The biggest problem facing SCC is that its premise is not one that automatically suggests stories for a television series format, which means that it'd be all too easy for the show to be an unending rinse/lather/repeat of "find the Terminator, stomp the Terminator." The other big problem is that the robots-who-look human gimmick has been really well mined, and recently, by Ron Moore's reboot of BATTLESTAR GALACTICA. Tough act to follow. So it's understandable that the show has flailed about a bit, and is still trying to figure out what it does best. So far, the best bits have to do with time travel, and the psychological effects it has on people who employ it to run from the dystopian future to the past. (See the excellent guest role by Richard Schiff.) I'm looking forward to seeing what the show does with those things in the future.
That's not to say it's securely on the road to where it needs to go. One of the biggest problems is that the character dynamic is muddled. This is in part because the show reflects the TERMINATOR 2 dynamics, which see John and Sarah at loggerheads. She's trying to protect him and his destiny by ordering his life for him; he's trying to have some semblance of a normal life while maturing into what he's fated to be. The problem with this is that John's maturation, as we've seen in recent episodes, is an interesting character process to observe. We want to see him work things out, but Sarah doesn't. This points up a problem with the series dynamic. The show is called THE SARAH CONNOR CHRONICLES, but Sarah is not the central character. She doesn't have a character arc, she's not changing, and she's often limited to being the shrewish mom who tells John, no, he can't do this, when "this" is something that's liable to be interesting to watch. Here's the problem: *this makes Sarah the enemy of the audience.* John growing up and taking charge is an interesting process. Sarah's getting in the way of that, and that's all she's getting in the way of characterization because she's not developing in her own right. This is a real problem. If it continues, segments of the audience are likely to start disliking the title character. On the upside, though, the show is finally starting to do a decent job with John.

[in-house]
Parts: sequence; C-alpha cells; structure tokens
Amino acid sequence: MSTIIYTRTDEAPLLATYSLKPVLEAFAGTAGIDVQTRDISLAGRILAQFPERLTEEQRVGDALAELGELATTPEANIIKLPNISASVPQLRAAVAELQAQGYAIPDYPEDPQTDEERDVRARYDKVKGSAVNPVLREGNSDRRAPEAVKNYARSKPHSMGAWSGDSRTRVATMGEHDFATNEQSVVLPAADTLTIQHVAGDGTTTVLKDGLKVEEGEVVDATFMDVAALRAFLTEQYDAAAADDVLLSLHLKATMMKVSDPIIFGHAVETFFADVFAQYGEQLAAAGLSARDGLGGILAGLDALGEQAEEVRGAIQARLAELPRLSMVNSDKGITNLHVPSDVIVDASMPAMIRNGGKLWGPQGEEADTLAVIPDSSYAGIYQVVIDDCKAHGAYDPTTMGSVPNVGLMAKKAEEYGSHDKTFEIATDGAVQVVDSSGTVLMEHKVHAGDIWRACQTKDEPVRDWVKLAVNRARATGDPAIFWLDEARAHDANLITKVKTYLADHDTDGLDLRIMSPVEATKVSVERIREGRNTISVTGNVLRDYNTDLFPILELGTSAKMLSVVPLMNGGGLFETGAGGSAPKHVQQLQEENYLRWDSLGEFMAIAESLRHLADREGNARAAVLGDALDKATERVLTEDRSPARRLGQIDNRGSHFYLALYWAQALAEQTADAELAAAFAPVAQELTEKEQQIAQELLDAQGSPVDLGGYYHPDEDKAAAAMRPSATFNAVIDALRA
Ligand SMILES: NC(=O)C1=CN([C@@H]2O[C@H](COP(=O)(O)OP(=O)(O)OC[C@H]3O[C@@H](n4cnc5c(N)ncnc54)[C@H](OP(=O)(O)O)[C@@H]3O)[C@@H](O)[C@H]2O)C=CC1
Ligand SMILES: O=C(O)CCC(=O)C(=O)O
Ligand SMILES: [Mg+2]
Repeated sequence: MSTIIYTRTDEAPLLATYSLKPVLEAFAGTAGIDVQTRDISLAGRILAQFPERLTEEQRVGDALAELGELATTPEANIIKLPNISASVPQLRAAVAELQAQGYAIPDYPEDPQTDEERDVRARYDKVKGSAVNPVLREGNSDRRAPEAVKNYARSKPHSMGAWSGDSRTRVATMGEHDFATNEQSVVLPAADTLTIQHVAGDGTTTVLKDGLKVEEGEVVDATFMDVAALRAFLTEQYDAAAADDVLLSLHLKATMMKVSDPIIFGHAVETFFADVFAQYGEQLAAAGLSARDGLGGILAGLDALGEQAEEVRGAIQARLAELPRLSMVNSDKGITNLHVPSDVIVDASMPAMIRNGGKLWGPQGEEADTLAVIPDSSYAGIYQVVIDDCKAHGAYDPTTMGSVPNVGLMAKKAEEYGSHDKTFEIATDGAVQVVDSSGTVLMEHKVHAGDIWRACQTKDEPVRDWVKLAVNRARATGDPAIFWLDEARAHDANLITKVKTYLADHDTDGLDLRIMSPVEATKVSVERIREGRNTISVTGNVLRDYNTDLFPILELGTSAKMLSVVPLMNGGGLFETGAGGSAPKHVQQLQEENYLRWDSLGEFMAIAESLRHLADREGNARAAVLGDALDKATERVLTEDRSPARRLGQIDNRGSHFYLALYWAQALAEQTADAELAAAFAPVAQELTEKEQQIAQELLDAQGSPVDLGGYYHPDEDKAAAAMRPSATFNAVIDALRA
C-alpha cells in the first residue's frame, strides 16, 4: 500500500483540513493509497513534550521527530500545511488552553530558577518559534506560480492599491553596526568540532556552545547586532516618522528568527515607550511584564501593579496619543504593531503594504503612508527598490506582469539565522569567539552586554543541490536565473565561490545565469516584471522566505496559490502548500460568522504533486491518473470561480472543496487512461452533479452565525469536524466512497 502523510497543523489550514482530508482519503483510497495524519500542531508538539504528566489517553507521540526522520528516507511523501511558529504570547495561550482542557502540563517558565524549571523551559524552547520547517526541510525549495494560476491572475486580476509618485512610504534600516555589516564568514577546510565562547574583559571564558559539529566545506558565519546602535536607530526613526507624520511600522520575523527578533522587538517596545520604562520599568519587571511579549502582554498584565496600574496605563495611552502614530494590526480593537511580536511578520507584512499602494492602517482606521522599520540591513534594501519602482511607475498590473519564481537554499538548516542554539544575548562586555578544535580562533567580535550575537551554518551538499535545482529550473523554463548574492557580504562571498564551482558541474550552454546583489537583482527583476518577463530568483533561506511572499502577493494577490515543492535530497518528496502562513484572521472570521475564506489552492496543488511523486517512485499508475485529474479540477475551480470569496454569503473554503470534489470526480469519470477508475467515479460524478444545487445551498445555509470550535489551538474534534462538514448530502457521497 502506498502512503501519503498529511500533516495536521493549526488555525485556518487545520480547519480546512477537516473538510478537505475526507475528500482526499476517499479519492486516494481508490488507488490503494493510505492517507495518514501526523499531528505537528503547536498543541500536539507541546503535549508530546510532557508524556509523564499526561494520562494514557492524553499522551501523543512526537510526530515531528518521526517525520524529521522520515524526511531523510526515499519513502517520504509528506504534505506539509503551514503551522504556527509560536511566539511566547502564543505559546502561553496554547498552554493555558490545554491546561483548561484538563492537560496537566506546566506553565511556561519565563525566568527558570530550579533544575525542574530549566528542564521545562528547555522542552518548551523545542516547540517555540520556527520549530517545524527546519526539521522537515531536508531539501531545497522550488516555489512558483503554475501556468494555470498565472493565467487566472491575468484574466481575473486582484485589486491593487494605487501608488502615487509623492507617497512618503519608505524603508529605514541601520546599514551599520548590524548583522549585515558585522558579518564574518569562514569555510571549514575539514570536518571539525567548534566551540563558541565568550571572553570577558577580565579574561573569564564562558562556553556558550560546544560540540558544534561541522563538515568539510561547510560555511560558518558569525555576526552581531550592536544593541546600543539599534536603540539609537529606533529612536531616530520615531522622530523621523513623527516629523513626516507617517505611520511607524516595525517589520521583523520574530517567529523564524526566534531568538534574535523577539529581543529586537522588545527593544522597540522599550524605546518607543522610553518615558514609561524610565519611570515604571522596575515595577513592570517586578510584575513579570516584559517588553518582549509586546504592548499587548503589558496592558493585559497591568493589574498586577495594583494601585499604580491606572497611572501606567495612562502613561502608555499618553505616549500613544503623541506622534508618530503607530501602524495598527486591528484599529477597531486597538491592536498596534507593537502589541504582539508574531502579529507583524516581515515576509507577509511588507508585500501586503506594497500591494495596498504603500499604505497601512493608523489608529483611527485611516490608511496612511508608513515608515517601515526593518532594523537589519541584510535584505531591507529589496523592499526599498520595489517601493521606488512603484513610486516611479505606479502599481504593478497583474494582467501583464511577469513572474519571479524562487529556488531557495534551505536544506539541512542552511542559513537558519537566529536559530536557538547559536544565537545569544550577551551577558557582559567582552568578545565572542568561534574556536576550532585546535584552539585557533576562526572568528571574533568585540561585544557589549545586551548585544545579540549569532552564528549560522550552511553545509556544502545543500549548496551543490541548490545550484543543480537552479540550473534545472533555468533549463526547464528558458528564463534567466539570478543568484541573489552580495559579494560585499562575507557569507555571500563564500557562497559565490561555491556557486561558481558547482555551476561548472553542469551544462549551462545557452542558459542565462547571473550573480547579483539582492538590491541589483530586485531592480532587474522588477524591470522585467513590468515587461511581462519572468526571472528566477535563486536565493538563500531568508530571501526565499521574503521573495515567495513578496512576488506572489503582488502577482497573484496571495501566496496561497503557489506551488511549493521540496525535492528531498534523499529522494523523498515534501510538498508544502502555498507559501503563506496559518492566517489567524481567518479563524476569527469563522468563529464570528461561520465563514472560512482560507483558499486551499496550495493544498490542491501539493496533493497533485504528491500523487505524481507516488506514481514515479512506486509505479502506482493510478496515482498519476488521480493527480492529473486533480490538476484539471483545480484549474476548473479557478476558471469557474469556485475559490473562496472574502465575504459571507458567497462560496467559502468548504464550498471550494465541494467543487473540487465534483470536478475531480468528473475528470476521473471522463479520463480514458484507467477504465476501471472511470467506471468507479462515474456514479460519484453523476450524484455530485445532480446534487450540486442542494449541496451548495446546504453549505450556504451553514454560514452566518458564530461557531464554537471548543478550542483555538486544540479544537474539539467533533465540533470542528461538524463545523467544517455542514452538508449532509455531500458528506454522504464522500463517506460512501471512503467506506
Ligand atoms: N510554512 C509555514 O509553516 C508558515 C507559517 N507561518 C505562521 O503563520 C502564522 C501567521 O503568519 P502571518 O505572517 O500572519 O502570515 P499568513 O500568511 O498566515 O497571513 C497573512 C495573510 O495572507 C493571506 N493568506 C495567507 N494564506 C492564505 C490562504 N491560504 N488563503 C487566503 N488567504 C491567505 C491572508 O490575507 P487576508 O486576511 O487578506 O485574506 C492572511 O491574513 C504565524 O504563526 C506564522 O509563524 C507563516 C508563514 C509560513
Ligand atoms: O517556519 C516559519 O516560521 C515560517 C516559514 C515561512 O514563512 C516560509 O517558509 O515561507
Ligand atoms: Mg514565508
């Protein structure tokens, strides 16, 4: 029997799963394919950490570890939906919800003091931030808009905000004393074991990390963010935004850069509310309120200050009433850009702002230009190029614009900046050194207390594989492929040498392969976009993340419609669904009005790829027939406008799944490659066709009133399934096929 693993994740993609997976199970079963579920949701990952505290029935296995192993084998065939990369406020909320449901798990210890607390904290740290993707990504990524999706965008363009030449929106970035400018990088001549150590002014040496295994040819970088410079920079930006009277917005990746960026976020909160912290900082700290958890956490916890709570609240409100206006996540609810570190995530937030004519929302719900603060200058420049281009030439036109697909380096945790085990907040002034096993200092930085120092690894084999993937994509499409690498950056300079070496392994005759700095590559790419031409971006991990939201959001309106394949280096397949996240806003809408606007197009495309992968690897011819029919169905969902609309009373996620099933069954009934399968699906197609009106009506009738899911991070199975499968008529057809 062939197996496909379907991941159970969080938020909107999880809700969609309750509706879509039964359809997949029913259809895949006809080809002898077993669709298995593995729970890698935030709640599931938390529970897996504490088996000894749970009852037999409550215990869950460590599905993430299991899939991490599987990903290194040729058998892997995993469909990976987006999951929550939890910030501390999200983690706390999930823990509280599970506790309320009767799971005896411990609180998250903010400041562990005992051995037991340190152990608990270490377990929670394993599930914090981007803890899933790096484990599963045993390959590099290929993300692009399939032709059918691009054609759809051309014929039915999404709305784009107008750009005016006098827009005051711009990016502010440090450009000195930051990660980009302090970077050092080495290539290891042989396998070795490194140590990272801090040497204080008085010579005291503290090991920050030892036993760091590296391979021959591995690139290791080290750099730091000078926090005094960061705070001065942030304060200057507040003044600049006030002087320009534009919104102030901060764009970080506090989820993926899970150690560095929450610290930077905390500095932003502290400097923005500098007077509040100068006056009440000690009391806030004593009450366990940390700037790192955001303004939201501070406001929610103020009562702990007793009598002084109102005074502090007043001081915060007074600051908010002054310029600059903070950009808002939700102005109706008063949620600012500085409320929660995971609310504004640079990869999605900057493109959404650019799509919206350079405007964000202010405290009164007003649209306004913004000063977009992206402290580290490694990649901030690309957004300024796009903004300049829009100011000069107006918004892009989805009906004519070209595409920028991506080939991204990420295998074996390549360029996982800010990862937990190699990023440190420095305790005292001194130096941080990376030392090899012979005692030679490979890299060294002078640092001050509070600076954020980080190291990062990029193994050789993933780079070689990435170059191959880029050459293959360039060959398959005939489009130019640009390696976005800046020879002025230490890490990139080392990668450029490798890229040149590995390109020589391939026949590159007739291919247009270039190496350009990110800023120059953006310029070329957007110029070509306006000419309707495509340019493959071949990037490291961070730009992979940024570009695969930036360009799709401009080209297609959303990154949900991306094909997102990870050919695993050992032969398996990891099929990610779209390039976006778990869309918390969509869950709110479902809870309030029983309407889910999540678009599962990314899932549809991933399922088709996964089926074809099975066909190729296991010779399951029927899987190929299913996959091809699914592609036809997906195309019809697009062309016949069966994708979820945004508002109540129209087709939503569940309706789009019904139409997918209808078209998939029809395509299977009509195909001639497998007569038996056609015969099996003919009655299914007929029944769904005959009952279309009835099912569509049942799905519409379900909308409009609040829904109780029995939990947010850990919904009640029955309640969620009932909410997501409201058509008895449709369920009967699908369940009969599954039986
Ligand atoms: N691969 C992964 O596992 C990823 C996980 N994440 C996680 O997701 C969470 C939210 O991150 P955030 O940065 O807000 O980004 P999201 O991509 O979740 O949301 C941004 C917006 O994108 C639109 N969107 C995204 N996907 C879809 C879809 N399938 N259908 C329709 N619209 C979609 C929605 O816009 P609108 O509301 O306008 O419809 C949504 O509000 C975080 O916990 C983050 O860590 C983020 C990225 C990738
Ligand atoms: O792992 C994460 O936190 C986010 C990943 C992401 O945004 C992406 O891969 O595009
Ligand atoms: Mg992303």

My suggestion with regard to Sarah is that she should realize that she's compensating for having screwed up motherhood. Now that she wants to be a mother for her son, and not just see that he gets trained to kill Terminators, she finds that John has grown past the age of needing that. This is Sarah's problem. Solution: Cameron is learning about being human. Sarah is learning how to be a mother. The interaction of these two character arcs is fertile ground.